[dropcap size=big]L[/dropcap]ego is one of the more ubiquitous brands when it comes to toys. In fact, it’s probably a good bet that the vast majority of people around the world have at least a passing familiarity with the building blocks, either through the myriad Lego sets or the many recent Lego video games, which is why it’s refreshing to finally have a film about Legos. With The Lego Movie, the toy that enthralled so many imaginations will mesmerize them again in a whole new fashion as Legos comes to life in all the ways that fans would expect and in other ways that will surprise everyone. But if this film were simply about living Legos, then it would be simply good. What makes this film genius is how it captures every stage and every way people, young and old, play with Legos, thus managing to reach out and touch audiences in a universal, but also very personal way.
Emmet Brickowoski (voiced by Chris Pratt) is an ordinary Lego construction worker living in a modern day Lego city, set in a Lego world. Emmet, like every other Lego citizen, lives his life according to pre-written, step-by-step instructions (not unlike Lego play set instructions). However, his routine life is thrown for a loop when he meets Wyldstyle (voiced by Elizabeth Banks), who is searching for a relic called the Piece of Resistance. Not only does a legend foretell of the Piece being discovered by the greatest Master Builder, but it’s also necessary to save the world from the evil Lord Business (voiced by Will Ferrell), who wants to use something called The Kragle to essentially destroy the world. When Emmet stumbles upon the Piece, he’s scooped up by Wyldstyle to join forces with the blind seer Vitruvius (voiced by Morgan Freeman) as well as other Master Builders, including the likes of Batman (voiced by Will Arnett). It’s a race against time as Emmet must find his inner Master Builder and hatch a desperate plan to foil Lord Business before it’s too late.
Almost every aspect of The Lego Movie presentation is perfect. No detail was overlooked, and every Lego piece and character is an exact replica of its real life counterpart, even capturing the little facets that bonded a generation. Older Lego builders will find it hard not to gasp when the Lego astronaut from the 80s makes his first appearance, helmet snapped apart at the chin. Beyond the looks, the filmmakers also wisely animated the Lego characters in the same way that fans would have as toys. So when the film enters a Western themed area, watching horses hop around unable to move their posed legs is an indescribable joy. And then there’s all of the little clever sight gags that are too numerous to mention, but they always stay true to the logic of the Lego world, and easily keep audiences engaged and marveling. The only criticism with the visuals is when there’s too much going on, like during action sequences when characters need to fight. The Lego Movie has such a strong and deliberate stop-motion feel to it that it can become very difficult to know exactly what’s happening with too much flying around the screen for audiences to process. The Transformers series learned from their mistakes after the first film and remedied the situation by slowing down time in the action scenes. That would have definitely helped here.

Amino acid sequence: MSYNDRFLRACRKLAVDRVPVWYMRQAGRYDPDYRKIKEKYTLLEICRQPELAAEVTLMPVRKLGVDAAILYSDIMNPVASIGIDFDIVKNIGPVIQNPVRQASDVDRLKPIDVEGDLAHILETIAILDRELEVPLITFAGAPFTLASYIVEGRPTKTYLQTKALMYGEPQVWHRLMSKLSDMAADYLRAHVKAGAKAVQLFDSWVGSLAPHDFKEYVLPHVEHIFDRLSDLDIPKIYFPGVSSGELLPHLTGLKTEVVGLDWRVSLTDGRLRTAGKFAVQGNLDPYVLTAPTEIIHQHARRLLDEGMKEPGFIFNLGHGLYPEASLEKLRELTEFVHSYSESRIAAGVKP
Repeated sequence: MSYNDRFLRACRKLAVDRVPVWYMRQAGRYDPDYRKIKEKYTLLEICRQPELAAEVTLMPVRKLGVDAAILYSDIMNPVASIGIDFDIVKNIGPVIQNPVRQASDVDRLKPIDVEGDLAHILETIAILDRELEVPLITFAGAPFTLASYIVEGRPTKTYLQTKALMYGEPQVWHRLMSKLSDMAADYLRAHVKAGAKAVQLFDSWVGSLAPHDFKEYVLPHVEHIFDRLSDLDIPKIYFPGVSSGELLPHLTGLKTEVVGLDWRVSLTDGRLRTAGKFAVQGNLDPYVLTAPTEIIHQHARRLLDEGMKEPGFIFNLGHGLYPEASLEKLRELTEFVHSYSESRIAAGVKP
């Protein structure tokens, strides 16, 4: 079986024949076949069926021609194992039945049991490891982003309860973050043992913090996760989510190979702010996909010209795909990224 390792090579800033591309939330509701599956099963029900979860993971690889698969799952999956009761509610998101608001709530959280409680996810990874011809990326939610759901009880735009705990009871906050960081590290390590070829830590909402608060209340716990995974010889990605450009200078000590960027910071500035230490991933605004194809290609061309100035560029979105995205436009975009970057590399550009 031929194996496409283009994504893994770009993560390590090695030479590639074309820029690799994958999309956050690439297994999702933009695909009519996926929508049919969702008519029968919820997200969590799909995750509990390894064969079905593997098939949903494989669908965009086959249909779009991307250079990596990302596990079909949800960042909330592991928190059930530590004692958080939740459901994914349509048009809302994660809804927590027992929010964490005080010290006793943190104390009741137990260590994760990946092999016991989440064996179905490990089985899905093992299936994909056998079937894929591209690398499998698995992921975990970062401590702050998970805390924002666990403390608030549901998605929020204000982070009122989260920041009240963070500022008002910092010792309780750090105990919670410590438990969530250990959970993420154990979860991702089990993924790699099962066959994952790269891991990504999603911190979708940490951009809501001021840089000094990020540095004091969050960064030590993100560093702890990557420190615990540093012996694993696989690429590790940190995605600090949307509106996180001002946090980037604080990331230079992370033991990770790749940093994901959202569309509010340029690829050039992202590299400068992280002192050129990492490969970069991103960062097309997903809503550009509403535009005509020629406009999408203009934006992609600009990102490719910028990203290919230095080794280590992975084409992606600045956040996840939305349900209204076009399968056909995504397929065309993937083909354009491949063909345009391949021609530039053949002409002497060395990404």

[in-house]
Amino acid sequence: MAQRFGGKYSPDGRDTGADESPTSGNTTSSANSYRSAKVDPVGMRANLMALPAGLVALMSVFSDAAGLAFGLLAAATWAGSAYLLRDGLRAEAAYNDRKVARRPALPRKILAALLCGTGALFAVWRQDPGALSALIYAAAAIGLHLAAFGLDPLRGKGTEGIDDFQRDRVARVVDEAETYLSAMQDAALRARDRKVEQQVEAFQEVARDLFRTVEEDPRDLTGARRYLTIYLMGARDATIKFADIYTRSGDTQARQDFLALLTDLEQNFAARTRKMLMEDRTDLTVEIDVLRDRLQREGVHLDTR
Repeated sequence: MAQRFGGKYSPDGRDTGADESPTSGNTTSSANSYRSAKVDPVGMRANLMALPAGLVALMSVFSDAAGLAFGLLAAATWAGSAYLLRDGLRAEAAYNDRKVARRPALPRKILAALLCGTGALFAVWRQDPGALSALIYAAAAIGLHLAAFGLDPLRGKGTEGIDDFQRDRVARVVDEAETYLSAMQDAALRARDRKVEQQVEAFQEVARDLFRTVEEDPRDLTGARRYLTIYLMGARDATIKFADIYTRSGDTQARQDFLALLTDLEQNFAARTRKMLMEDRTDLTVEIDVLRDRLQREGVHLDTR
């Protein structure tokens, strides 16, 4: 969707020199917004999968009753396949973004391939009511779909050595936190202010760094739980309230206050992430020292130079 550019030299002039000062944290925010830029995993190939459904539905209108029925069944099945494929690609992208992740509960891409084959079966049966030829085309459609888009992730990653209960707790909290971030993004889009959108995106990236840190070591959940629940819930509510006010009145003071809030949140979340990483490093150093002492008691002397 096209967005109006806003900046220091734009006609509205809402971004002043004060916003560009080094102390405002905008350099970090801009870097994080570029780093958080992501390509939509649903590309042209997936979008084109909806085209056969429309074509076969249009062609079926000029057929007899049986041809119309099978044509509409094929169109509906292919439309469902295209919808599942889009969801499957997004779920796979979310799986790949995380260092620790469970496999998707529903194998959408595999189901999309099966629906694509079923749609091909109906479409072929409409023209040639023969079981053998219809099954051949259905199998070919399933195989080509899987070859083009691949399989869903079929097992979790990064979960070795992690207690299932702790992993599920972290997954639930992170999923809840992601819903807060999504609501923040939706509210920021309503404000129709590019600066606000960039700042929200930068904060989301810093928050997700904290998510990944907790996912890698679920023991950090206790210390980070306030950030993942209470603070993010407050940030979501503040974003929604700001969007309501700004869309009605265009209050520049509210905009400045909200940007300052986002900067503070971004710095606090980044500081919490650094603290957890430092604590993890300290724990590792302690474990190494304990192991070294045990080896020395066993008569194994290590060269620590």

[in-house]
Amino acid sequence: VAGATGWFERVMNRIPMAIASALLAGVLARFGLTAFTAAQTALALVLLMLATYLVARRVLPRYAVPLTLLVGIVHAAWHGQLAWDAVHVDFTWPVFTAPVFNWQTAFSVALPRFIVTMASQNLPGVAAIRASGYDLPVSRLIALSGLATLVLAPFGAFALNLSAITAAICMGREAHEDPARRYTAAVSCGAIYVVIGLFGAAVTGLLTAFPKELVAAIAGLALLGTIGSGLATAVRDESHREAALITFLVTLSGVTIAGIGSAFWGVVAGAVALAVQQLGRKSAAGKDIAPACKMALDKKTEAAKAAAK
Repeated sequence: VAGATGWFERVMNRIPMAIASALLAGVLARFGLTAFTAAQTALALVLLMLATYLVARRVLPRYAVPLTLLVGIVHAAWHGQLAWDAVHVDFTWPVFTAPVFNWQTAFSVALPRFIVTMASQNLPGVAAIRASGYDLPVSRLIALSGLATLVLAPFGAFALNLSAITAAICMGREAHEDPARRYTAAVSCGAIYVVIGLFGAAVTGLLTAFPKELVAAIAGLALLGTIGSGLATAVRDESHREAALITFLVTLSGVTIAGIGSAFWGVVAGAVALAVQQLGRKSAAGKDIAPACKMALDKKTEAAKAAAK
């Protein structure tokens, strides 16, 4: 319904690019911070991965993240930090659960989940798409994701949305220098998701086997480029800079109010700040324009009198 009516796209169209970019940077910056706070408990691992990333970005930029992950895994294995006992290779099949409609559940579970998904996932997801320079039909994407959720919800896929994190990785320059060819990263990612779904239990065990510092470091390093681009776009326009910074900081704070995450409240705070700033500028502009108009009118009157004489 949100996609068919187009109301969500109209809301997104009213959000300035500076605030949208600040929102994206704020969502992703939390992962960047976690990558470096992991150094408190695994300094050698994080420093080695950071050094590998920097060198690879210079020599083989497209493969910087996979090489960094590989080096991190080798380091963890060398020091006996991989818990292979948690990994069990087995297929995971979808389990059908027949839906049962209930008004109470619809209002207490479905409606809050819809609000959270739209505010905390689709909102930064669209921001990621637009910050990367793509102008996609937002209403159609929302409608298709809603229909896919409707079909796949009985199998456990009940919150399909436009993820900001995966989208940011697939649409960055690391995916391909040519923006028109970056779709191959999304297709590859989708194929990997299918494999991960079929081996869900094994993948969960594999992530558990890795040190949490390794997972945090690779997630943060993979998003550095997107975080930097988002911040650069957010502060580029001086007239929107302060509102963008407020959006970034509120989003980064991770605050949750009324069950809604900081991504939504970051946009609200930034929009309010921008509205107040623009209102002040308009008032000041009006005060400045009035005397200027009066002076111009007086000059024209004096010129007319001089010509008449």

The story is also very rich, with enough character and characters to keep audiences interested no matter their age. Emmet is a great everyman, making him easy for moviegoers to root for. Moreover, he’s supported by a great cast, which includes all of the properties that Lego has rights to. This is probably the only movie that will ever have Gandalf, Dumbledore, Batman, Superman, Robin Hood and more in one film. And while the comedy might seem chaotic on paper, in practice it all comes together smoothly. This is writing at its best.
Best of all, however, this film reminds audiences that Legos are powered and brought to life by the imaginations of human builders. As a nice touch, The Lego Movie doesn’t simply present the story as taking place in some alternate universe made of Legos. Instead, it incorporates mundane items from the human world, like Band-Aids and nail polish. Even the dreaded Kragle is something all audiences should be familiar with. It’s in these moments (and in the bigger moments later in the movie) that the genius of The Lego Movie exists, because these are the same experiences viewers had playing with the toy, incorporating whatever props were around to supplement the Legos. In effect, Legos bridged worlds, sucking builders into new realities. The Lego Movie continues that tradition, transporting audiences back in time to their childhoods, and it shouldn’t be missed.